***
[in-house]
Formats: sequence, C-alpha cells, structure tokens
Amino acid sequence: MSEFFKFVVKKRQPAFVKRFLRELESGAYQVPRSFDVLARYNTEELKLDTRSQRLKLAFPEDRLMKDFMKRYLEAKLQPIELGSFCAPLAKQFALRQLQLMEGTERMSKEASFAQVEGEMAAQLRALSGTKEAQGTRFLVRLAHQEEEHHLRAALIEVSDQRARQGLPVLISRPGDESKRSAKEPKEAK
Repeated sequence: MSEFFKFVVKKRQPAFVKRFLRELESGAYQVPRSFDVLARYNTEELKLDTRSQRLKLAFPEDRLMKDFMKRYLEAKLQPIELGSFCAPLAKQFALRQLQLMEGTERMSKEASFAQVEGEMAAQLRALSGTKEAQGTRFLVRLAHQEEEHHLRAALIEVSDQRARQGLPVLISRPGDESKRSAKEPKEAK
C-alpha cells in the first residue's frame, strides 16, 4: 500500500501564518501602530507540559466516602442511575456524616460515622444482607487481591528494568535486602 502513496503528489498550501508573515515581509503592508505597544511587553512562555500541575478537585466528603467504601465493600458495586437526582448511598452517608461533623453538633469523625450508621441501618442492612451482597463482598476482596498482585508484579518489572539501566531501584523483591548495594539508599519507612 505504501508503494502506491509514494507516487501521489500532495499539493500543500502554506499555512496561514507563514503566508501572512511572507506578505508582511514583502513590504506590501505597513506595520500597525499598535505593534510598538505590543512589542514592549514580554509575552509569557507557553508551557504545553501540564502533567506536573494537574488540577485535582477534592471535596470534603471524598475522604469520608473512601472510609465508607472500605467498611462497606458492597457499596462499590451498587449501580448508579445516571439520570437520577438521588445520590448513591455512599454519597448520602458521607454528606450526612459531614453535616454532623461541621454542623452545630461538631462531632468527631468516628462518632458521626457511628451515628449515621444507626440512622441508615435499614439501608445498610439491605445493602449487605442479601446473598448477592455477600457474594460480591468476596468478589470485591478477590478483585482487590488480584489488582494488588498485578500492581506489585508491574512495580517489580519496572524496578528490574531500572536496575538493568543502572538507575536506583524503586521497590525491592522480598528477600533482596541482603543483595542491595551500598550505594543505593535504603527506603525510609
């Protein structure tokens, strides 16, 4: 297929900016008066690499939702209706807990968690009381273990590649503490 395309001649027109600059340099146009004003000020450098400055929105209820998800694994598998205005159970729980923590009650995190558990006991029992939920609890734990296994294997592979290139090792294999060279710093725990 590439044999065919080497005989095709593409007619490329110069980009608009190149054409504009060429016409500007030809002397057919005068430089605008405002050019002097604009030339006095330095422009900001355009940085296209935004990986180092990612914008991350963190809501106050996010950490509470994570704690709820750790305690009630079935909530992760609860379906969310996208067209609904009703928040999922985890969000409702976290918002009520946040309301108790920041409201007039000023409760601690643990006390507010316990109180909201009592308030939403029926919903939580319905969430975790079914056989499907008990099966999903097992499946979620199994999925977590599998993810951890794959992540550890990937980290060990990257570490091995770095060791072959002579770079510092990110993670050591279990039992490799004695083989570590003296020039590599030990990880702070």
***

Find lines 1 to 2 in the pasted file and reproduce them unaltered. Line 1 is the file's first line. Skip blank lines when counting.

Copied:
[in-house]
Formats: sequence, C-alpha cells, structure tokens